GET / HTTP/1.1 / HTTP/1.1


A similar problem exists in Haproxy (tested on version 2.4.0). This reverse proxy allows arbitrary values ​​in the :scheme header. If the value is not http or https, Haproxy puts this value in the request line of the request sent to the backend server. If you set :scheme to test, the request to the web server will look like this:

GET test:// HTTP/1.1

We can achieve a similar result as for Envoy by simply setting :scheme to The final request line to the backend will be:


This trick can be used both to access arbitrary virtual hosts on the backend (host misrouting) and to bypass various access restrictions on the reverse proxy, as well as to carry out SSRF attacks on the backend server. If the backend has an insecure configuration, it may send a request to an arbitrary host specified in the path from the request line.

The latest release of Acunetix has checks that discover such SSRF vulnerabilities.

Cache poisoning

Another common vulnerability of tools that use the HTTP/2 protocol is cache poisoning. In a typical scenario, a caching server is located in front of a web server and caches responses from the web server. To know which responses are cached, the caching server uses a key. A typical key is method + host + path + query.

As you can see, there are no headers in the key. Therefore, if a web application returns a header in a response, especially in an unsafe way, an attacker can send a request with an XSS payload in this header. The web application will then return it in the response, and the cache server will cache the response and return it to other users who requests the same path (key).

HTTP/2 adds new flavors to this attack. They are associated with the :scheme header, which may not be included in the key of a cache server, but through which we can influence the request from the cache server to a backend server as in the misrouting examples.

The attack may also take advantage of :authority and Host headers. Both are used to indicate the hostname but the cache server may handle them incorrectly and, for example, use the Host header in the cache key, but forward the request to the backend using the value of the :authority header. In such case, :authority will be an unkeyed header and an attacker can put a payload for cache poisoning attack in it.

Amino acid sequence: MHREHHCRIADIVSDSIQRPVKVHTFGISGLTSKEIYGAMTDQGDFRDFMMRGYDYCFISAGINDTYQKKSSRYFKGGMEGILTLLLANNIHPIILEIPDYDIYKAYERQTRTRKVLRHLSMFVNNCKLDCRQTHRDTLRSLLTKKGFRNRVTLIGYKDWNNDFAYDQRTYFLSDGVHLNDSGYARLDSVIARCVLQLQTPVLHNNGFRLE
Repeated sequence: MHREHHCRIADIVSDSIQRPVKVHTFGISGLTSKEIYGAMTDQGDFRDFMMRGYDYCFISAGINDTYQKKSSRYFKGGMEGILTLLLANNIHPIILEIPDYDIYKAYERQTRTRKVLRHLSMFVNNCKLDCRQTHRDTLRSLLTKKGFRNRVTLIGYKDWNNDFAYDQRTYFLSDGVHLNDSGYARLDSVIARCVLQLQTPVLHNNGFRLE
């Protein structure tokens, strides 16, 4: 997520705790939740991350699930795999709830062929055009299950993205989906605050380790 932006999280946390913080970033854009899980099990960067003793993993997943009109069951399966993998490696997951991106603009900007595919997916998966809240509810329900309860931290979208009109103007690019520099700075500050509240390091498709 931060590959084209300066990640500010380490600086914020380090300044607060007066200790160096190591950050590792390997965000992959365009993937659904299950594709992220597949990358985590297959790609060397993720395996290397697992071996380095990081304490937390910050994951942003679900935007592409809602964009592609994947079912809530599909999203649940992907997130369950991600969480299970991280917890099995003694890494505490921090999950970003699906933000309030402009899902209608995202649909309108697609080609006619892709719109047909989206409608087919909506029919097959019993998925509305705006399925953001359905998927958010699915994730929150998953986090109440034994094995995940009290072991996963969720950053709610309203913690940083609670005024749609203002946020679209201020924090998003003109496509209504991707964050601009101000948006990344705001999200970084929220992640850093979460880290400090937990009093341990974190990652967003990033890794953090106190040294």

Cache poisoning DoS

There is also a variation of the cache poisoning attack called the cache poisoning DoS. This happens when a cache server is configured to cache error-related responses (with a response status 400, for example). An attacker can send a specifically crafted request which is valid for the cache proxy but invalid for the backend server. It’s possible because servers parse requests differently and have different restrictions.

HTTP/2 offers us a fairly universal method for this attack. In HTTP/2, to improve performance, each cookie is supposed to be sent in a separate cookie header. In HTTP/1.1, you can only have one Cookie header in the request. Therefore, the cache server, having received a request with several cookie headers, has to concatenate them into one using ; as a separator.

Most servers have a limit on the length of a single header. A typical value is 8196. Therefore, if an attacker can send HTTP/2 request with two cookie headers with a length of 5000, they do not exceed the length and will be processed by a cache server. But the cache server concatenates them into one Cookie header, so the length of the Cookie header for the backend is 10000, which is above the limit. As a result, the backend returns a 400 error. The cache server caches it and we have a cache poisoning DoS.

The latest release of Acunetix includes checks for both web cache poisoning and CPDoS via HTTP/2.

More HTTP/2 in the future

The vulnerabilities listed above are the most common HTTP/2 vulnerabilities but there are more. We plan to add more checks in future scanner releases.

If this topic is of interest to you, I recommend looking at the following papers:

Aleksei Tiurin
Senior Security Researcher
Aleksei is a security researcher and pentester with broad experience in offensive security. He is also an active member of the global security community, participating in events and giving lectures.